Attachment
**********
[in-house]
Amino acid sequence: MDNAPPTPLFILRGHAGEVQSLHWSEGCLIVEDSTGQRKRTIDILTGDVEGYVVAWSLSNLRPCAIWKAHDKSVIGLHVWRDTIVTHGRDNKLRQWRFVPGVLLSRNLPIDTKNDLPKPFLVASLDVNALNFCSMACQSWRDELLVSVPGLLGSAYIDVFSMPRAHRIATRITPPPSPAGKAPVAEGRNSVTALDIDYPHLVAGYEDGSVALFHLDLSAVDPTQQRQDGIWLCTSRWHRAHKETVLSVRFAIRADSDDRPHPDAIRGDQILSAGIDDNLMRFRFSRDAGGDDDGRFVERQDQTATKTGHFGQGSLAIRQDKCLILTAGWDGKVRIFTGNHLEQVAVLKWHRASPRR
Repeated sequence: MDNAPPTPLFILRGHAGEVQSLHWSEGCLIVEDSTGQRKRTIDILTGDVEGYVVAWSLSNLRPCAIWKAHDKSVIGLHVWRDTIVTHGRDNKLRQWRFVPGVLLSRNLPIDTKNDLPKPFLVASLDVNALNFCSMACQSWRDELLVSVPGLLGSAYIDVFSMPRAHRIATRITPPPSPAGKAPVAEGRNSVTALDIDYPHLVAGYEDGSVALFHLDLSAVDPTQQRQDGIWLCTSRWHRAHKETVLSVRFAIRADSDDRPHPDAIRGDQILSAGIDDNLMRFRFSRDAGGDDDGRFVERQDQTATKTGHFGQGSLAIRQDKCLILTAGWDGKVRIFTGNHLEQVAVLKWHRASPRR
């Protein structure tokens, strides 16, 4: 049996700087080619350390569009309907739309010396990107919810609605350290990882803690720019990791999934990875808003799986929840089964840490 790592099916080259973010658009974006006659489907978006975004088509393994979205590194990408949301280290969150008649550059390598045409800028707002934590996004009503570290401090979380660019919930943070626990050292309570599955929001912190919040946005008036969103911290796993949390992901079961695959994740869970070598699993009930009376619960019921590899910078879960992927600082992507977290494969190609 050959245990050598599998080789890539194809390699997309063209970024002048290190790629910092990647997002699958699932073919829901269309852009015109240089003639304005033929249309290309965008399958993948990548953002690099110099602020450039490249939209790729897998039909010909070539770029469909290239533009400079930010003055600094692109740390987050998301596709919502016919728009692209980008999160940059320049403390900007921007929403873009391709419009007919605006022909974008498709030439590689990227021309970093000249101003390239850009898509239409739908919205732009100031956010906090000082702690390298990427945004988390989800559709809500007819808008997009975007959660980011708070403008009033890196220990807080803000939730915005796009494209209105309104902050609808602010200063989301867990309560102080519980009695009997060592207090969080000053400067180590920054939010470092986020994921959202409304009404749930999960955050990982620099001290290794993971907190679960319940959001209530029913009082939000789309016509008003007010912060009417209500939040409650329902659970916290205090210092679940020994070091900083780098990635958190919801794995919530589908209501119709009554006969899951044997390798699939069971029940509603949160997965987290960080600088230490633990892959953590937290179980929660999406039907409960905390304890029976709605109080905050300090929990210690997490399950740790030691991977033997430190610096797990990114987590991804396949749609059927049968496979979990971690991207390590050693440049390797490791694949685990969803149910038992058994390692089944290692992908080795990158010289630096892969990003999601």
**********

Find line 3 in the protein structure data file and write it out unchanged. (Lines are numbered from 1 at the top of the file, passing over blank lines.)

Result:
Repeated sequence: MDNAPPTPLFILRGHAGEVQSLHWSEGCLIVEDSTGQRKRTIDILTGDVEGYVVAWSLSNLRPCAIWKAHDKSVIGLHVWRDTIVTHGRDNKLRQWRFVPGVLLSRNLPIDTKNDLPKPFLVASLDVNALNFCSMACQSWRDELLVSVPGLLGSAYIDVFSMPRAHRIATRITPPPSPAGKAPVAEGRNSVTALDIDYPHLVAGYEDGSVALFHLDLSAVDPTQQRQDGIWLCTSRWHRAHKETVLSVRFAIRADSDDRPHPDAIRGDQILSAGIDDNLMRFRFSRDAGGDDDGRFVERQDQTATKTGHFGQGSLAIRQDKCLILTAGWDGKVRIFTGNHLEQVAVLKWHRASPRR